Friday 28 October 2016

Forkful's easy suppers: Roasted sweet potato curry

Aoife McElwain

Published 29/01/2016 | 02:30

Roasted sweet potato curry. Photo: Mark Duggan.
Roasted sweet potato curry. Photo: Mark Duggan.

It's been a blustery, wet week for most of us in Ireland, meaning that last week's salad optimism has been placed firmly back in the pantry until at least next month. This week, I'm back on the curry bandwagon.

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I've been making a lot of curries this year, trying to get a solid base sauce perfected. In the past, I've struggled with consistency of sauce, especially when I go for the coconut sauce base. I found that a tablespoon of tomato puree can help that. Though I've been experimenting with coconut milk sauces and have found them deliciously sweet, my personal preference is for the more thick and savoury influence of a tomato base.

What I'm starting to really love about a good curry is how adaptable a basic sauce can be. Once you've found the right combination of spices and sauce, whether it's mustard seeds, chilli and chopped tomatoes or korma curry powder and coconut milk, you can play around with the main ingredient. Serve the sauce with chargrilled chicken or roasted cauliflower, with white fish or roasted aubergines. Almost all curries work with rice or naan on the side, or both.

This week, I've gone with sweet potato to bulk up my curry sauce, which I've roasted while the sauce is coming together. The rice method is a foolproof approach, and the addition of the turmeric and cinnamon make it a great addition to your platter of curry accompaniments.

Roasted sweet potato curry

Serves 4

Prep Time: 15 minutes

Cooking Time: 45 minutes


1 sweet potato

Vegetable oil

Pinch of salt and pepper

1 tablespoon brown or black mustard seeds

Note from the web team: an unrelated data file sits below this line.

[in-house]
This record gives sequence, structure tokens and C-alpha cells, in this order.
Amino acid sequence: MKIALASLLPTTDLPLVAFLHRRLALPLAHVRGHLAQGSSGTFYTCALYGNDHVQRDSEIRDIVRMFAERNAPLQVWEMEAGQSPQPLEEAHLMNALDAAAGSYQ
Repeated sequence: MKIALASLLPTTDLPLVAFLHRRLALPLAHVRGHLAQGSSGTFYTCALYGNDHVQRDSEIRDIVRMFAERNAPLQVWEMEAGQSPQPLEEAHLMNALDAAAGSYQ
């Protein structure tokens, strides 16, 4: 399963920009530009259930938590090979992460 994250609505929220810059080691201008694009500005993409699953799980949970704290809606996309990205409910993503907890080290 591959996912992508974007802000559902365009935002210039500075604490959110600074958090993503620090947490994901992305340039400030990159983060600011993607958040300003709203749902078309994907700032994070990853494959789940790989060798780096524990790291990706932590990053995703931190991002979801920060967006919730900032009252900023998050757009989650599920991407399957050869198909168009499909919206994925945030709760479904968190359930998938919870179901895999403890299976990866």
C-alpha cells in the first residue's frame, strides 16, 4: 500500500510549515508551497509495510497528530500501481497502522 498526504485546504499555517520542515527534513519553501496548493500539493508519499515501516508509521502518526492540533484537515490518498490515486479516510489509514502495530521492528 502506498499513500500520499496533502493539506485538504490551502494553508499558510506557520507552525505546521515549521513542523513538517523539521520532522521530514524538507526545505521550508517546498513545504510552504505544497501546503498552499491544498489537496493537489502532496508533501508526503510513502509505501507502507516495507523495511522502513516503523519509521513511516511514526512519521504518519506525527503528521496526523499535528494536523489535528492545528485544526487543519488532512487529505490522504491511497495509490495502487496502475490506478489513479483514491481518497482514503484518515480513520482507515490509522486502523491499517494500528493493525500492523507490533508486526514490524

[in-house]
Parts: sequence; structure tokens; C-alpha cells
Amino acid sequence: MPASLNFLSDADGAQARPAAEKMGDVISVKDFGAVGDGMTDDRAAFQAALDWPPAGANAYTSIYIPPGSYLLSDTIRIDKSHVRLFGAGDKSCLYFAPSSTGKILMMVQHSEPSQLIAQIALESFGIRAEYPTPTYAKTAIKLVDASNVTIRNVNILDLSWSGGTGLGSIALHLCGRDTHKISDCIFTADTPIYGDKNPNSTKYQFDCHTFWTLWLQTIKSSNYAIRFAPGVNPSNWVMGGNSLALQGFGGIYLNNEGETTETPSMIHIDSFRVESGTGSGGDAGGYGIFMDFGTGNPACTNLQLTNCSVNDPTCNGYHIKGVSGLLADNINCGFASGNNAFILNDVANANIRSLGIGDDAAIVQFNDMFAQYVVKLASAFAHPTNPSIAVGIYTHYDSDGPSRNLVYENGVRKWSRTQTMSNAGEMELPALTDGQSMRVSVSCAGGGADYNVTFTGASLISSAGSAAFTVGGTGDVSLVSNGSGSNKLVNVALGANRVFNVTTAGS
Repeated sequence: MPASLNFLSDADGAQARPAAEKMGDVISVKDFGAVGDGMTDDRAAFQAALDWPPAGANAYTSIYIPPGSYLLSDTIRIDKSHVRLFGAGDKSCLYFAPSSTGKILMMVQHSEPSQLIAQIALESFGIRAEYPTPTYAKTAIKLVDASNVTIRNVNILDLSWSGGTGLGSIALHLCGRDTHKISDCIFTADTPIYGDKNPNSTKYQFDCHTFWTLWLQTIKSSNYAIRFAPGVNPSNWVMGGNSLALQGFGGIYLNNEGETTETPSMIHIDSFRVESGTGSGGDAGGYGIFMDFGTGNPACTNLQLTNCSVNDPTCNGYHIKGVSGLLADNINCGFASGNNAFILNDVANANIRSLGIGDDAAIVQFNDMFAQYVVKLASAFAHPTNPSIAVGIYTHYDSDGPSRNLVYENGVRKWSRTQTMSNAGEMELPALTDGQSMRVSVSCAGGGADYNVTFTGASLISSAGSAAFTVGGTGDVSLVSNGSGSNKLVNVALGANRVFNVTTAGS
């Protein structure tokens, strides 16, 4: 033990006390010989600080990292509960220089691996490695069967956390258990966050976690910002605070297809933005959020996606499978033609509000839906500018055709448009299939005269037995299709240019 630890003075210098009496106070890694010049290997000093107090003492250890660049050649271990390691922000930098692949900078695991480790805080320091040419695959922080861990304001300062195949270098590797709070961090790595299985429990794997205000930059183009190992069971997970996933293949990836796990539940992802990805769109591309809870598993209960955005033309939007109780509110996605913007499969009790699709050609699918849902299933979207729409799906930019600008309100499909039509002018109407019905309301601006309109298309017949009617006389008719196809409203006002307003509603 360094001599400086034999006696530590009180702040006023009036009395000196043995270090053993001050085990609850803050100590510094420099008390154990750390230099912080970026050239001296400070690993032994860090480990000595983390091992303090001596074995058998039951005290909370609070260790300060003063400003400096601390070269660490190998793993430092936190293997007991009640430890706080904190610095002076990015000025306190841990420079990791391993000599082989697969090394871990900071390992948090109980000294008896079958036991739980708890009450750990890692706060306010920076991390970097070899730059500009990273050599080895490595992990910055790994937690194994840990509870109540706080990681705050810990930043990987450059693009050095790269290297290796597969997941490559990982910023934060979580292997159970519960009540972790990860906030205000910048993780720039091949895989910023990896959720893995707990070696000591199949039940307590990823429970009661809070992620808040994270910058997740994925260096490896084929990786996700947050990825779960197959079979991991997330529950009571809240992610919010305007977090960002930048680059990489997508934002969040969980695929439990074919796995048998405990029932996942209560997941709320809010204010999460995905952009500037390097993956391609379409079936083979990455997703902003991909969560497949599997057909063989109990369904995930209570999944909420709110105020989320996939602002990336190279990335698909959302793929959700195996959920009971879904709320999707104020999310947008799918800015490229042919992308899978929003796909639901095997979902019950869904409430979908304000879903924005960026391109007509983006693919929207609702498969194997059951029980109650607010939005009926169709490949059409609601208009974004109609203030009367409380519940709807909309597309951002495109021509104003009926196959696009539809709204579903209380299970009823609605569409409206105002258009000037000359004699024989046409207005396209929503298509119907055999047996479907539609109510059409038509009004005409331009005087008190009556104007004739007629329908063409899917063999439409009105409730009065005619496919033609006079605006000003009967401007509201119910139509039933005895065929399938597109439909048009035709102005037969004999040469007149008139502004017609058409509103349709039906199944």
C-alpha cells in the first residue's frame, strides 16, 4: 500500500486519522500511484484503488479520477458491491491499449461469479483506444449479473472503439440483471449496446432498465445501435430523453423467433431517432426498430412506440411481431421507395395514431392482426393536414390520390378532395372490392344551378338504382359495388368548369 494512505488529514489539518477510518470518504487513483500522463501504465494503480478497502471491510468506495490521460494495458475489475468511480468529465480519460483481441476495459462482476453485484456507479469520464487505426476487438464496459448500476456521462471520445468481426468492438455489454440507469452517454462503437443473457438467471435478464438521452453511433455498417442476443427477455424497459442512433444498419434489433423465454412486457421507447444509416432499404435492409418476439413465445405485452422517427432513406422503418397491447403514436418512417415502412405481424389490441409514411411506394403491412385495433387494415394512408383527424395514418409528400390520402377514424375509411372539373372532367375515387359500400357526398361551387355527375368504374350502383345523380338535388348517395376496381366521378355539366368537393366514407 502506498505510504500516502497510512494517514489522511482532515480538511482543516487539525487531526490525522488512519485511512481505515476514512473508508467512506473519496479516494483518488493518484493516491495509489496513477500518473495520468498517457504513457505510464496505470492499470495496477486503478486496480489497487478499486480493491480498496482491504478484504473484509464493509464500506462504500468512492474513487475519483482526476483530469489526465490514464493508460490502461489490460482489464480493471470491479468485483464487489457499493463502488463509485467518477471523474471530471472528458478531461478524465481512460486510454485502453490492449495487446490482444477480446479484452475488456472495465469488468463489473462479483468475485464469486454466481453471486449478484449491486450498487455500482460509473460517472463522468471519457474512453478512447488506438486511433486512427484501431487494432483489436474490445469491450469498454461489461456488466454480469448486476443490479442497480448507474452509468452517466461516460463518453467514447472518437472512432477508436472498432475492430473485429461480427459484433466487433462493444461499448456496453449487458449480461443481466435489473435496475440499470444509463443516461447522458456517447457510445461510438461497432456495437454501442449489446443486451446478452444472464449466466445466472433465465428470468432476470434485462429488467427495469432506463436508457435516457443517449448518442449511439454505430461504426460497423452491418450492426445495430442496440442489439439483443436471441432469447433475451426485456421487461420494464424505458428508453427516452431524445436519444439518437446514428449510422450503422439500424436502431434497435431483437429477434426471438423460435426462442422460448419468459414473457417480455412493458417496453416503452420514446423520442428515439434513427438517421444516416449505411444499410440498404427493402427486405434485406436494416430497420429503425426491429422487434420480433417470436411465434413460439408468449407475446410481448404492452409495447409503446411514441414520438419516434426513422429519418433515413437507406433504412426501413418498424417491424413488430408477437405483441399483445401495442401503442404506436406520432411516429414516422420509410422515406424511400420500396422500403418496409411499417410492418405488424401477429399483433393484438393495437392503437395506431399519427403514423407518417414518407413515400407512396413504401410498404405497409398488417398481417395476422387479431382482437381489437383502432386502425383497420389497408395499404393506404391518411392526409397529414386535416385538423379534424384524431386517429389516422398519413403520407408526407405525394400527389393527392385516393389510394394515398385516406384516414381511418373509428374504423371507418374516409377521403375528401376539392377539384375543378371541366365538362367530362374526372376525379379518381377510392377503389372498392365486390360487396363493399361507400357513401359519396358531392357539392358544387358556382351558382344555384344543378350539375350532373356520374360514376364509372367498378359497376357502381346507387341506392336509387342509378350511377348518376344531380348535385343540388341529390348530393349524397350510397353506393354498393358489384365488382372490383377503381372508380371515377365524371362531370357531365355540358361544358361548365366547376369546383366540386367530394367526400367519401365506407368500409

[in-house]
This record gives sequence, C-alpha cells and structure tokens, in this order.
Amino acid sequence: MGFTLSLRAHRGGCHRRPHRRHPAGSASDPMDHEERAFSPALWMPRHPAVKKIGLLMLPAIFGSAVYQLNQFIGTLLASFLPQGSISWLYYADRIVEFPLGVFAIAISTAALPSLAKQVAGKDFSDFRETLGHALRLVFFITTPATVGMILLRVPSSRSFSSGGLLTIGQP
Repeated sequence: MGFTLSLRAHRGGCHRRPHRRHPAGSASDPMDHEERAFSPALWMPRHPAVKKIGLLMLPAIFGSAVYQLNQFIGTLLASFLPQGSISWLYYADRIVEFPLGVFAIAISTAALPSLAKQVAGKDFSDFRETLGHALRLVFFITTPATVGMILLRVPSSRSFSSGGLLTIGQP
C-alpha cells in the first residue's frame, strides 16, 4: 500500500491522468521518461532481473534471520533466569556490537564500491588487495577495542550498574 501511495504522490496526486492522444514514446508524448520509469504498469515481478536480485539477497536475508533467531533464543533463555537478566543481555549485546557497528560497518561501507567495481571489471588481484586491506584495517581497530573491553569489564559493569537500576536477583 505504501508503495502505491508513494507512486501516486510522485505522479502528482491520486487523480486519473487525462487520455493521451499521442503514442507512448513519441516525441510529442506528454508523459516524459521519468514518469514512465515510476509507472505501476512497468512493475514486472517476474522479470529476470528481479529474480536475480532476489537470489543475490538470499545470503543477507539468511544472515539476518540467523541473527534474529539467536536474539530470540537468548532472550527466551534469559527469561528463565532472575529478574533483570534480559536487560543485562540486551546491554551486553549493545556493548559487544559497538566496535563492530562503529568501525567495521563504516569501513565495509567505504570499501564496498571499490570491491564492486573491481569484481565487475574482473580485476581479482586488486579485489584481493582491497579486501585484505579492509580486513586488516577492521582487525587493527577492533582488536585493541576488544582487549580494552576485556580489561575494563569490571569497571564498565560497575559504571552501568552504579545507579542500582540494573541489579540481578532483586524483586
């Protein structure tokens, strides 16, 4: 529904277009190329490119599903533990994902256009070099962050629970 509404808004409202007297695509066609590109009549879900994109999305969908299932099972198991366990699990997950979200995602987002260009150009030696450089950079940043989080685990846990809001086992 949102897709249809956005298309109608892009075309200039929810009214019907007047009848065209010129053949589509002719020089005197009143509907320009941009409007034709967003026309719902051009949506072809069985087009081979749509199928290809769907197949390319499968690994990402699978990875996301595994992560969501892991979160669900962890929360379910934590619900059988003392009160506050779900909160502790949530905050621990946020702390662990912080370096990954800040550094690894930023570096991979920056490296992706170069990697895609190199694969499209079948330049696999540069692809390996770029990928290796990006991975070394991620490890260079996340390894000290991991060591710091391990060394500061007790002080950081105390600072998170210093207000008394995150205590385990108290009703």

1 onion, finely chopped

1 teaspoon dried chilli flakes

2 teaspoons of curry powder

1 teaspoon ground coriander

1 teaspoon turmeric

1 x 400ml tin of tomatoes

1 x 400ml tin of chickpeas

For the rice

175g basmati rice

25g butter

1 teaspoon of sugar

1 teaspoon of turmeric

Cinnamon stick

250ml water

To serve

Dollop of natural yoghurt

Lime wedges

Fresh coriander



1. Pre-heat your oven to 200c/180c fan/Gas Mark 6. Peel and chop the sweet potato into 2cm cubes, and transfer to a roasting dish. Drizzle with two tablespoons of vegetable oil and sprinkle with salt and pepper before roasting for 25 minutes. Roast in tray with oil, salt and pepper for 25 minutes.

2. Meanwhile, heat 2 tablespoons of vegetable oil in a large deep frying pan over a medium to high heat. Fry the mustard seeds for 1 minute. Add the finely diced onion and cook over a gentle heat for 10 minutes, or until translucent but not browned.

3. Next, add the curry powder, coriander, turmeric spices plus two tablespoons of chopped tomatoes from the tin of chopped tomatoes. Mix to a paste and fry for a further 2 minutes. Add the rest of the tinned tomatoes and stir. Fill the empty tomato tin halfway with hot water and pour it into the sauce. Bring it to the boil and simmer for 20 minutes.

4. Meanwhile, make the rice by placing the rice, butter, sugar, turmeric and cinnamon stick in a saucepan with the 250ml of water. The water should be at room temperature. Bring to the boil and give everything a good mix before covering and simmering for 6 minutes. Remove from the heat, keep covered and leave to steam for 5 minutes. After 5 minutes, fluff up with a fork and then leave covered in the warm saucepan until ready to serve.

5. Put the roasted sweet potatoes into the curry sauce. Drain the chickpeas before placing them into the curry sauce. Bubble for another five minutes, until the chickpeas are heated through and the sauce has thickened. Serve with natural yoghurt, naan bread, lime wedges, fresh coriander and your yellow rice on the side.

This week's storecupboard essential:

Mustard Seeds: Black and brown mustard seeds are used a lot in Indian cooking and can be found in the spice section of any good specialist shop or a well stocked supermarket. Pick up some yellow mustard seeds too so that you can make your own wholegrain mustard someday too.

Photo: Mark Duggan 

Irish Independent

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